August 14, 2013
Brain Scans Show Dyslexia In Pre-K Kids
Brett Smith for redOrbit.com - Your Universe Online
Dyslexia is typically diagnosed when a child is 7 or 8 years old, but new research from MIT could help identify kids at-risk for the reading disorder before they even begin to recognize words and their meanings.
Using advanced brain imaging technology, scientists at Boston Children’s Hospital have identified a connection between poor pre-reading skills in kindergartners and the size of a brain structure called the arcuate fasciculus, according to a report in the Journal of Neuroscience.
The new study builds on previous research which has shown that the arcuate fasciculus is smaller and more disorganized in adults with reading disabilities. MIT scientists said they were interested in finding out if the brain structure caused disabilities or was the result of a lack of reading experience.
“We were very interested in looking at children prior to reading instruction and whether you would see these kinds of differences,” said study co-author John Gabrieli, a professor of brain and cognitive sciences at MIT.
The latest study began as part of a larger research project involving about 1,000 children in kindergarten at schools in Massachusetts and Rhode Island. Children whose parents had given them permission to participate were tested on their pre-reading skills, such as being able to assemble words from sounds.
“From that, we’re able to provide — at the beginning of kindergarten — a snapshot of how that child’s pre-reading abilities look relative to others in their classroom or other peers, which is a real benefit to the child’s parents and teachers,” said study researcher Elizabeth Norton, a neuroscientist from MIT.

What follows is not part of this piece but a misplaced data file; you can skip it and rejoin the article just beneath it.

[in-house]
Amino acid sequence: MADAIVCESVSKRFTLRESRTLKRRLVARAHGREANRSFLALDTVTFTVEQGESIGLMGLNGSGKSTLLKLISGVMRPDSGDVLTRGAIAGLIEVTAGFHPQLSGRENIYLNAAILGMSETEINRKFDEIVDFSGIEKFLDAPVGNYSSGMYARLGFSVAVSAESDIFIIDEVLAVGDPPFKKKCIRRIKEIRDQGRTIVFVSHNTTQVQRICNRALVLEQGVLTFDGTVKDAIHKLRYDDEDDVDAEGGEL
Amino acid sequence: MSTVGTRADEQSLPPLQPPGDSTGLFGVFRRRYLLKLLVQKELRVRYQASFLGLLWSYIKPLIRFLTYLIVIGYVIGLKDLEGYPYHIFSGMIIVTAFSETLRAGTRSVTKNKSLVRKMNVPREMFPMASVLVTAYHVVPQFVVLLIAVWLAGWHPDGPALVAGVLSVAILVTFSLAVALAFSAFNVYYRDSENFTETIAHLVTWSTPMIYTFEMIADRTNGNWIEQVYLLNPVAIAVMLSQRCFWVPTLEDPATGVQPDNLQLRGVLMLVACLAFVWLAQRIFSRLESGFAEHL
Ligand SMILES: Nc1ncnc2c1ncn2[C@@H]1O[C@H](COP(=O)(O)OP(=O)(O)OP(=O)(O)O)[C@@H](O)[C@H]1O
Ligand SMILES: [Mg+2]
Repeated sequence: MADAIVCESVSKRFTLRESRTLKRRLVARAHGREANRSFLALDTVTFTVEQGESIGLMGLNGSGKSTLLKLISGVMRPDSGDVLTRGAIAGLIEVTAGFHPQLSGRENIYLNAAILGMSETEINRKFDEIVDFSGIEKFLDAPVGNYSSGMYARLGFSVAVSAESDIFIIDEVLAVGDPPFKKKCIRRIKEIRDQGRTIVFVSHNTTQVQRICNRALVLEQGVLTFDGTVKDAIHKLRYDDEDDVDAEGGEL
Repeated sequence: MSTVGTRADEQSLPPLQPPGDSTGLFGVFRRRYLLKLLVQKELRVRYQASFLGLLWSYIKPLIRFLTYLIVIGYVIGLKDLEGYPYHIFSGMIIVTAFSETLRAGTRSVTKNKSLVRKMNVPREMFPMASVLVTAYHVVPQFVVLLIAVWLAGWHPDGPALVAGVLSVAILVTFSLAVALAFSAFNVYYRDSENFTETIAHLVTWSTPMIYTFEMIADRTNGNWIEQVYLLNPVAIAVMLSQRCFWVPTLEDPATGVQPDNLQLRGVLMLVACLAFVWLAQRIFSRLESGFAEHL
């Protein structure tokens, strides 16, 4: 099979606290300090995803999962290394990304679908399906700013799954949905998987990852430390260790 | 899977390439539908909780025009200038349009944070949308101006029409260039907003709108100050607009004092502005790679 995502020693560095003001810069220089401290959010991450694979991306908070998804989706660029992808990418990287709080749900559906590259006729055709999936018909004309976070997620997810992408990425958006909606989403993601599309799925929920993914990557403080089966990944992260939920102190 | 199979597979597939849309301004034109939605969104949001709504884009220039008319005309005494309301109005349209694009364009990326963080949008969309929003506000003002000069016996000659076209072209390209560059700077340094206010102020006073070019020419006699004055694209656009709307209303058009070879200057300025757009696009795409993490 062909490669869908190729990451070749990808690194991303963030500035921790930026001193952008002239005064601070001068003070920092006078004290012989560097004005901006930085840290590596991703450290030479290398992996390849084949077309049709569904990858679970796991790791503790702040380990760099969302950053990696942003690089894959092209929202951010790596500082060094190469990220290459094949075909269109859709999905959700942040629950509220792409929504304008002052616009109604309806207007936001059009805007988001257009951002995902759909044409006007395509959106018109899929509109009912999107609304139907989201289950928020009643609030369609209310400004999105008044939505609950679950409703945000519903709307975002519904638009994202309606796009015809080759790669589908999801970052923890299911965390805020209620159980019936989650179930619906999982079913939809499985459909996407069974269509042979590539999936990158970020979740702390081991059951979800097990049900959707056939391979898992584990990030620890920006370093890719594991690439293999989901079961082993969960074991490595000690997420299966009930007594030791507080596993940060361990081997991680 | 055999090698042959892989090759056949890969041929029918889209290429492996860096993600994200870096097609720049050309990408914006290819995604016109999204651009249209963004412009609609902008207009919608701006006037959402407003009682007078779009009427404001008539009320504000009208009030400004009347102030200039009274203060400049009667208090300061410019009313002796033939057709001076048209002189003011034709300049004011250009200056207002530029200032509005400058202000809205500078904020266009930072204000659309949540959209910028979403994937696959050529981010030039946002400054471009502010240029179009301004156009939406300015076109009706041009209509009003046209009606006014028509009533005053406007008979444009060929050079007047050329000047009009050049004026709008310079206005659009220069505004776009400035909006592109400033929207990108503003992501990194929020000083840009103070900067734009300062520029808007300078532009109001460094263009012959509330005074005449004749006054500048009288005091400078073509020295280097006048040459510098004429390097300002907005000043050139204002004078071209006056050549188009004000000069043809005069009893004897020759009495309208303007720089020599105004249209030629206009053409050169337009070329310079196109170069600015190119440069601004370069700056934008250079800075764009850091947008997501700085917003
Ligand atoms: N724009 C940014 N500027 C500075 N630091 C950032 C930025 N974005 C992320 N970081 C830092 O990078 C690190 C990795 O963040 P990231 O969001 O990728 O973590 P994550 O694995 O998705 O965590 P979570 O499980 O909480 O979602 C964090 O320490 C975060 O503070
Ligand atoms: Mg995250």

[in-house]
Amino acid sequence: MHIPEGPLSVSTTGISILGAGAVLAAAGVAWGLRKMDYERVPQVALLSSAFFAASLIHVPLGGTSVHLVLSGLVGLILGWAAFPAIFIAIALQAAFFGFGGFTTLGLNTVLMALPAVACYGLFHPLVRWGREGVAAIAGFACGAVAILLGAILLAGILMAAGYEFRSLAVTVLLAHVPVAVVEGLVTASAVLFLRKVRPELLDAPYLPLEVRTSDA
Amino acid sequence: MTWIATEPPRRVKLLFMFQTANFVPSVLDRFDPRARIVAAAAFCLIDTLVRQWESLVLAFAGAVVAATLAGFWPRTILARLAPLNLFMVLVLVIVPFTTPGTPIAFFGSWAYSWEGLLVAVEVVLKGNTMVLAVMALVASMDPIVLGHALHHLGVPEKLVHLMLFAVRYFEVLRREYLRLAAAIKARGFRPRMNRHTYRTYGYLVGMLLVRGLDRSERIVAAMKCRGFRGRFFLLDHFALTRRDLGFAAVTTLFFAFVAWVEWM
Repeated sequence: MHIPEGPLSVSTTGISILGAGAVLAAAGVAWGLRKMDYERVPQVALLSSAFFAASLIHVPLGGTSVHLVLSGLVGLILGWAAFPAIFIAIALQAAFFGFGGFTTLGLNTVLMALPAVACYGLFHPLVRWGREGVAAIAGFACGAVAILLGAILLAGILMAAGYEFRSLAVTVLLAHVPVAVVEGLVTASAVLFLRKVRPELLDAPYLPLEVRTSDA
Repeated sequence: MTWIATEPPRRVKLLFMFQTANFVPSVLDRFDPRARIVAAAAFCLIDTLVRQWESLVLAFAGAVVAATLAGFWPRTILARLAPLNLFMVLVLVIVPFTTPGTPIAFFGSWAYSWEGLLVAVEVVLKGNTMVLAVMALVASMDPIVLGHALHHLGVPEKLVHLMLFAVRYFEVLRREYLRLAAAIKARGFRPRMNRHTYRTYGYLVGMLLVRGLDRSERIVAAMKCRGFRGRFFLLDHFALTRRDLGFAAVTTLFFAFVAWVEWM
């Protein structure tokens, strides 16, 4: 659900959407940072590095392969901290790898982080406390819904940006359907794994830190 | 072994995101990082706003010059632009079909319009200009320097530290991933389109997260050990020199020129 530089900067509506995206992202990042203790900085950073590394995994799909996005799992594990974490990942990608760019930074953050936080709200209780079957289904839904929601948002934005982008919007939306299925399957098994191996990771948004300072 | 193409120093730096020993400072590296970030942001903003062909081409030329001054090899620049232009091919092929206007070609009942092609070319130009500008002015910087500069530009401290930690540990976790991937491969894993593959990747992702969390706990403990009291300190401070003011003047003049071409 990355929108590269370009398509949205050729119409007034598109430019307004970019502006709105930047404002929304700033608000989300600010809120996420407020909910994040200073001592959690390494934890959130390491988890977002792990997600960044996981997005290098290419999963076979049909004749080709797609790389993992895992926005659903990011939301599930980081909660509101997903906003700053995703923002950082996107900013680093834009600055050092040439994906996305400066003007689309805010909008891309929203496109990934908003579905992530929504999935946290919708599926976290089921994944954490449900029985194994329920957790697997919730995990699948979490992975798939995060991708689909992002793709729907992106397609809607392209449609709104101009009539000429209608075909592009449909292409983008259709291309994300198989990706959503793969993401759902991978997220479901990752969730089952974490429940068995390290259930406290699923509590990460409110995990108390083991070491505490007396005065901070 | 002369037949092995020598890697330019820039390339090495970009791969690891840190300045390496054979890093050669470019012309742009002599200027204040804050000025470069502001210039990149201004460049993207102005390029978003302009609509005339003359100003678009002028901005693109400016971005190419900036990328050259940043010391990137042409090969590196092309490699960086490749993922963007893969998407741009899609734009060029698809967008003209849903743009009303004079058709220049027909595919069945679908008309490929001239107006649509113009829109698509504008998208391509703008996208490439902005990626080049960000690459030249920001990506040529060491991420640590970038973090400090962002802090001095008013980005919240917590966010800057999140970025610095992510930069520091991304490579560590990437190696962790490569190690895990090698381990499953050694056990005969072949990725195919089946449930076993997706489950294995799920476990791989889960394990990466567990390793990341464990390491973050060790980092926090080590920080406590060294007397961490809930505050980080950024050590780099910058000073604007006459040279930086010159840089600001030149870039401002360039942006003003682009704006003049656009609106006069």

A set of 40 children was chosen from the larger group to have their brains imaged at MIT. The brain scans showed the size and organization of the brain’s information-carrying nerves, or white matter. As suspected, the images revealed a connection between the volume and organization of the arcuate fasciculus and the capacity to recognize and work with the sounds of language.
The neuroscientists also tested the kindergarteners on two other pre-reading skills: rapid naming, which is the ability to identify familiar objects as quickly as possible, and the ability to name letters. The researchers were unable to link performance on these tests to features of the arcuate fasciculus.
Gabrieli said structural differences found in the study could be the result of either genetic differences or environmental influences.
“At the moment when the children arrive at kindergarten, which is approximately when we scan them, we don’t know what factors lead to these brain differences,” he said.
The arcuate fasciculus is an important brain structure that connects two other essential structures – Broca’s area, which is used in speech production, and Wernicke’s area, which processes both written and spoken language. The study’s results support the idea that a large, organized arcuate fasciculus facilitates communication.
The researchers said they plan to track their participants and their reading skills throughout the coming year.
“We don’t know yet how it plays out over time, and that’s the big question: Can we, through a combination of behavioral and brain measures, get a lot more accurate at seeing who will become a dyslexic child, with the hope that that would motivate aggressive interventions that would help these children right from the start, instead of waiting for them to fail?” Gabrieli said.